'Fire protection equipment in homes will assist occupants put out small fire. This type of fire, when not put out easily, can grow into large and destructive fires'
DISASTERS do happen, mostly naturally and sometimes through the carelessness of mankind.
But as the authorities say, it is always better to be prepared for any kind of disaster, including in the home.
Of concern to the authorities is that many homes in the country are not equipped with proper fire safety or protection equipment.
Many homes in the country are not insured, especially those in the rural areas, thus resulting in thousands of dollars in loss when a fire breaks out.
While some are able to rebuild their homes through insurance money, others have to start from scratch or rely on the public for financial assistance to build new homes.
From January to May this year, the National Fire Authority attended to 34 structural fires, mostly in homes, compared to 29 for the same period last year.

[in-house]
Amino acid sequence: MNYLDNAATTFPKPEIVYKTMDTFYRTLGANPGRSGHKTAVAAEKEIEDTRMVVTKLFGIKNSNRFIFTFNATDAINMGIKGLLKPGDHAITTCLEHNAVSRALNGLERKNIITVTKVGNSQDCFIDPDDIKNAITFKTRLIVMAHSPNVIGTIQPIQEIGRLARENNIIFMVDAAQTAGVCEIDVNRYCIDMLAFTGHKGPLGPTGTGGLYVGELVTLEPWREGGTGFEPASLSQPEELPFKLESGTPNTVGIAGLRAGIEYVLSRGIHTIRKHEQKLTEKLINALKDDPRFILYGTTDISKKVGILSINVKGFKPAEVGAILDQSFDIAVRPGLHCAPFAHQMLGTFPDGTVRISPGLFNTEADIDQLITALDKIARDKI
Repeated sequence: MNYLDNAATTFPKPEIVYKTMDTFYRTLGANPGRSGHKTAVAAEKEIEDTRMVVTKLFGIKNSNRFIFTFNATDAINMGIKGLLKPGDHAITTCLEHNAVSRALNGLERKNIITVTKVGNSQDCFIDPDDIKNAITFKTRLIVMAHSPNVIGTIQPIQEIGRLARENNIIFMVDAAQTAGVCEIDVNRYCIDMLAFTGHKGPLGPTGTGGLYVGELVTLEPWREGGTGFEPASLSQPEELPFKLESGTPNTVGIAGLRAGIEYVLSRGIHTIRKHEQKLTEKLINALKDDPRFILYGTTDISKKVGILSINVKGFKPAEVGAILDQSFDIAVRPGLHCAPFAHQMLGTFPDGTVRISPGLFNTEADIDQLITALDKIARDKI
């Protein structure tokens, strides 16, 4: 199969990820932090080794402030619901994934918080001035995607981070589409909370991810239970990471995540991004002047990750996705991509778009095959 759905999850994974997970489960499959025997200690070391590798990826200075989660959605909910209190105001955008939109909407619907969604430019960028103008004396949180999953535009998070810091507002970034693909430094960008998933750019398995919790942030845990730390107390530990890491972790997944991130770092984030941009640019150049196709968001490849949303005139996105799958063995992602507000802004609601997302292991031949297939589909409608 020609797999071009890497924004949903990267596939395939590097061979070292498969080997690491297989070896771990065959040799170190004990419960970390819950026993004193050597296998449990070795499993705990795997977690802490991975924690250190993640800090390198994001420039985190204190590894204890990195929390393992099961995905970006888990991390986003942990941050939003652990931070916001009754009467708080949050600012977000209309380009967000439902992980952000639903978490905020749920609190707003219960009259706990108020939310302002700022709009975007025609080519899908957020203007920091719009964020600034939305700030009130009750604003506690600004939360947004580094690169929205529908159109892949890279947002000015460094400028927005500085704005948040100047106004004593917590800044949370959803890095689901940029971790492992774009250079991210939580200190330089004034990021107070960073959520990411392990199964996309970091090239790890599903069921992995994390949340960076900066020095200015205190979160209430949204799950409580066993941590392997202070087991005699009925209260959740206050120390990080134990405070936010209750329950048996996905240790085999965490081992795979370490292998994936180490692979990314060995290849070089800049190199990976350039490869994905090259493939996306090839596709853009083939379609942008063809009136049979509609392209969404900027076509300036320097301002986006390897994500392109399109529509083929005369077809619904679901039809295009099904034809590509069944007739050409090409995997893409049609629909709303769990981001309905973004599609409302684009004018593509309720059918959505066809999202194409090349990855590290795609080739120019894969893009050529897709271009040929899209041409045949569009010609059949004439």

Considering the increase in house fires, the NFA believes homes should be equipped with appropriate fire safety equipment that can minimise the impact of fires.
While there are many fire safety equipment available in the market, the NFA says the one that is very handy and which people can keep in their homes is the fire extinguisher.
Fire extinguishers are classed into four categories Class A, Class B, Class C and Class D depending on the type of fire.
The Class A extinguishers are used for combustible solid substances like plastic, paper and wood.
Class B extinguishers are for easily flammable liquids like kerosene, oil and gasoline while Class C is used for electrical related fires.
The Class D extinguishers are used in chemical laboratories for high powered fires caused by combustible metals.
NFA chief executive officer John OConnor said fire protection equipment in homes would assist occupants put out small fires, considering the increasing number of fires in the community.
Small fires, when not put out easily, can grow into large and destructive fires, he said.
Mr OConnor urged people to seek advice from the local fire station on the type of fire extinguishers that is appropriate to be installed in their homes, prior to making a decision on the installation of fire extinguishers in their properties.